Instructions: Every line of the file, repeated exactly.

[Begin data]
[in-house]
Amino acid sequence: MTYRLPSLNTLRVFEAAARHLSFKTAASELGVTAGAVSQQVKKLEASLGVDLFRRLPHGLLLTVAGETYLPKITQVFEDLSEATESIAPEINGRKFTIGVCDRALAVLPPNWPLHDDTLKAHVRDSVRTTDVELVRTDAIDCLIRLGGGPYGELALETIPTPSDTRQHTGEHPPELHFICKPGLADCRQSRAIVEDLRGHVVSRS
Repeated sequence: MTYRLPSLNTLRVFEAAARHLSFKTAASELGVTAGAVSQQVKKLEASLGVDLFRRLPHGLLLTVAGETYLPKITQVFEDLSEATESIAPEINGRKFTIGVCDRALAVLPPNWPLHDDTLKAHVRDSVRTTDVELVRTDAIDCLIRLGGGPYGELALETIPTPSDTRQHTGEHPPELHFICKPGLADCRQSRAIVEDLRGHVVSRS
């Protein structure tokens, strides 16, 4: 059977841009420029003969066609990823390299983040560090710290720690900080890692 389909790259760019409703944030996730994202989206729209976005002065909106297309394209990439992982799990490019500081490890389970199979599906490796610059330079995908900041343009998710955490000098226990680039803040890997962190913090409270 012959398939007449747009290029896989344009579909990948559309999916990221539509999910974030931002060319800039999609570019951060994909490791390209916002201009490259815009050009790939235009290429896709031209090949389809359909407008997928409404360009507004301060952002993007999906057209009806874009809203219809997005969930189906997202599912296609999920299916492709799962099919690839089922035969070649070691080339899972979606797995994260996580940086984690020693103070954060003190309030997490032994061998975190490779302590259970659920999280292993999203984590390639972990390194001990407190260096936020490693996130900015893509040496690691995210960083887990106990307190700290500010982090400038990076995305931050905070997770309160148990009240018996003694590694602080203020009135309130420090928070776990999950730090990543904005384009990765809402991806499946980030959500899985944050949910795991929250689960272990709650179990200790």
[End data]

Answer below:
[in-house]
Amino acid sequence: MTYRLPSLNTLRVFEAAARHLSFKTAASELGVTAGAVSQQVKKLEASLGVDLFRRLPHGLLLTVAGETYLPKITQVFEDLSEATESIAPEINGRKFTIGVCDRALAVLPPNWPLHDDTLKAHVRDSVRTTDVELVRTDAIDCLIRLGGGPYGELALETIPTPSDTRQHTGEHPPELHFICKPGLADCRQSRAIVEDLRGHVVSRS
Repeated sequence: MTYRLPSLNTLRVFEAAARHLSFKTAASELGVTAGAVSQQVKKLEASLGVDLFRRLPHGLLLTVAGETYLPKITQVFEDLSEATESIAPEINGRKFTIGVCDRALAVLPPNWPLHDDTLKAHVRDSVRTTDVELVRTDAIDCLIRLGGGPYGELALETIPTPSDTRQHTGEHPPELHFICKPGLADCRQSRAIVEDLRGHVVSRS
């Protein structure tokens, strides 16, 4: 059977841009420029003969066609990823390299983040560090710290720690900080890692 389909790259760019409703944030996730994202989206729209976005002065909106297309394209990439992982799990490019500081490890389970199979599906490796610059330079995908900041343009998710955490000098226990680039803040890997962190913090409270 012959398939007449747009290029896989344009579909990948559309999916990221539509999910974030931002060319800039999609570019951060994909490791390209916002201009490259815009050009790939235009290429896709031209090949389809359909407008997928409404360009507004301060952002993007999906057209009806874009809203219809997005969930189906997202599912296609999920299916492709799962099919690839089922035969070649070691080339899972979606797995994260996580940086984690020693103070954060003190309030997490032994061998975190490779302590259970659920999280292993999203984590390639972990390194001990407190260096936020490693996130900015893509040496690691995210960083887990106990307190700290500010982090400038990076995305931050905070997770309160148990009240018996003694590694602080203020009135309130420090928070776990999950730090990543904005384009990765809402991806499946980030959500899985944050949910795991929250689960272990709650179990200790």